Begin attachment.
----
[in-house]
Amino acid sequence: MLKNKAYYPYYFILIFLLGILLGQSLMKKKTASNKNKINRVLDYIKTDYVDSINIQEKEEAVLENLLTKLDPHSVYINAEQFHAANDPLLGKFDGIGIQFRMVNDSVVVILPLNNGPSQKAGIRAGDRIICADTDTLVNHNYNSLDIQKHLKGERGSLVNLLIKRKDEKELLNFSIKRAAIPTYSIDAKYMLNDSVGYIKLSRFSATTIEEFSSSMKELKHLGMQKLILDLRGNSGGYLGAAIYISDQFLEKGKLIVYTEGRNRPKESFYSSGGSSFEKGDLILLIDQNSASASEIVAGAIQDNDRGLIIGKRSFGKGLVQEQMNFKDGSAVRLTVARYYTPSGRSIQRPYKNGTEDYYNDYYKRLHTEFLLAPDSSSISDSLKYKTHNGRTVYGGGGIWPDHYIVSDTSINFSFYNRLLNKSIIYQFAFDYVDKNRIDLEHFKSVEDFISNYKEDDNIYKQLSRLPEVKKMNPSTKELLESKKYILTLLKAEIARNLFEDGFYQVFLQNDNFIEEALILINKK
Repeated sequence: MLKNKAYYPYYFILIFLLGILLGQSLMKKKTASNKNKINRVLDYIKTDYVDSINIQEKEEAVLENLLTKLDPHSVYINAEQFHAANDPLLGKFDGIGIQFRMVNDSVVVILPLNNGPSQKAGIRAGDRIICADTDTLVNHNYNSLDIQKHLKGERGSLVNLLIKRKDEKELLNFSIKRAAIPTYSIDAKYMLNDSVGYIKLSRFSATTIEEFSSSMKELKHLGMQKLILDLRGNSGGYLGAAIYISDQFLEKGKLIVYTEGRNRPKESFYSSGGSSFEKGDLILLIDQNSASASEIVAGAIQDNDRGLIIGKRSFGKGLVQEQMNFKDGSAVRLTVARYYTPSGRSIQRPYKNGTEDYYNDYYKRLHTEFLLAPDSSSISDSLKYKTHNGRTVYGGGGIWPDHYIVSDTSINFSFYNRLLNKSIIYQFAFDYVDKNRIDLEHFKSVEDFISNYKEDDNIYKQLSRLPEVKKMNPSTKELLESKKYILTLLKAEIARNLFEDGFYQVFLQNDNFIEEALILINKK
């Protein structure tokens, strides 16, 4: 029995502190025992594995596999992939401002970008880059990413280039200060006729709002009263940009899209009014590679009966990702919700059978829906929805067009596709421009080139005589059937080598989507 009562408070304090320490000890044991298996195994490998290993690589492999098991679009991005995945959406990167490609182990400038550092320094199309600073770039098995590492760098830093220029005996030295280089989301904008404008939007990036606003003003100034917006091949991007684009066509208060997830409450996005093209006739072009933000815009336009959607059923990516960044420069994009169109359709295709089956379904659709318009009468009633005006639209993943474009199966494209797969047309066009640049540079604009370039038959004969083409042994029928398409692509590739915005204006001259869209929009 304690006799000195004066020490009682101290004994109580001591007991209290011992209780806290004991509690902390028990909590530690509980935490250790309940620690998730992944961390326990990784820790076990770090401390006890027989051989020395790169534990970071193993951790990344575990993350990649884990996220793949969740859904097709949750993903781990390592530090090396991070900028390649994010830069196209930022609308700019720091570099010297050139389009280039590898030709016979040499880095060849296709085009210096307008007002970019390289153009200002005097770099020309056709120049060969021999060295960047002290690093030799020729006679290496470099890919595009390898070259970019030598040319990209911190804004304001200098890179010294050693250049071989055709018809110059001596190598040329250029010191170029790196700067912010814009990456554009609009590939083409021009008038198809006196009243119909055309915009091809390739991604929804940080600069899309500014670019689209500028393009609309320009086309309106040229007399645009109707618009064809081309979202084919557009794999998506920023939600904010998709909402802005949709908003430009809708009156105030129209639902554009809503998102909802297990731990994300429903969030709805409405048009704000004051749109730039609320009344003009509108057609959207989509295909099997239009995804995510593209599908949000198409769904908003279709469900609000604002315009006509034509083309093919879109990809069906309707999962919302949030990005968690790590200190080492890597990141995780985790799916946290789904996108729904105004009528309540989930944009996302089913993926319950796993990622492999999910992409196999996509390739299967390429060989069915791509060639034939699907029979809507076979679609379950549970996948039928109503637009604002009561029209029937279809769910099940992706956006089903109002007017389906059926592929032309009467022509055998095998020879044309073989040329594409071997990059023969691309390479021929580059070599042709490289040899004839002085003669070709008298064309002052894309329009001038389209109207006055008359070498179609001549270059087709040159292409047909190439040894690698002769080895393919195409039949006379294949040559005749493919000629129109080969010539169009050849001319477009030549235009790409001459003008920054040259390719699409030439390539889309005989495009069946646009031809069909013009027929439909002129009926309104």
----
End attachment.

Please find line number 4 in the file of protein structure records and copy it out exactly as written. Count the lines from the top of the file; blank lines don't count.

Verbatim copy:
């Protein structure tokens, strides 16, 4: 029995502190025992594995596999992939401002970008880059990413280039200060006729709002009263940009899209009014590679009966990702919700059978829906929805067009596709421009080139005589059937080598989507 009562408070304090320490000890044991298996195994490998290993690589492999098991679009991005995945959406990167490609182990400038550092320094199309600073770039098995590492760098830093220029005996030295280089989301904008404008939007990036606003003003100034917006091949991007684009066509208060997830409450996005093209006739072009933000815009336009959607059923990516960044420069994009169109359709295709089956379904659709318009009468009633005006639209993943474009199966494209797969047309066009640049540079604009370039038959004969083409042994029928398409692509590739915005204006001259869209929009 304690006799000195004066020490009682101290004994109580001591007991209290011992209780806290004991509690902390028990909590530690509980935490250790309940620690998730992944961390326990990784820790076990770090401390006890027989051989020395790169534990970071193993951790990344575990993350990649884990996220793949969740859904097709949750993903781990390592530090090396991070900028390649994010830069196209930022609308700019720091570099010297050139389009280039590898030709016979040499880095060849296709085009210096307008007002970019390289153009200002005097770099020309056709120049060969021999060295960047002290690093030799020729006679290496470099890919595009390898070259970019030598040319990209911190804004304001200098890179010294050693250049071989055709018809110059001596190598040329250029010191170029790196700067912010814009990456554009609009590939083409021009008038198809006196009243119909055309915009091809390739991604929804940080600069899309500014670019689209500028393009609309320009086309309106040229007399645009109707618009064809081309979202084919557009794999998506920023939600904010998709909402802005949709908003430009809708009156105030129209639902554009809503998102909802297990731990994300429903969030709805409405048009704000004051749109730039609320009344003009509108057609959207989509295909099997239009995804995510593209599908949000198409769904908003279709469900609000604002315009006509034509083309093919879109990809069906309707999962919302949030990005968690790590200190080492890597990141995780985790799916946290789904996108729904105004009528309540989930944009996302089913993926319950796993990622492999999910992409196999996509390739299967390429060989069915791509060639034939699907029979809507076979679609379950549970996948039928109503637009604002009561029209029937279809769910099940992706956006089903109002007017389906059926592929032309009467022509055998095998020879044309073989040329594409071997990059023969691309390479021929580059070599042709490289040899004839002085003669070709008298064309002052894309329009001038389209109207006055008359070498179609001549270059087709040159292409047909190439040894690698002769080895393919195409039949006379294949040559005749493919000629129109080969010539169009050849001319477009030549235009790409001459003008920054040259390719699409030439390539889309005989495009069946646009031809069909013009027929439909002129009926309104």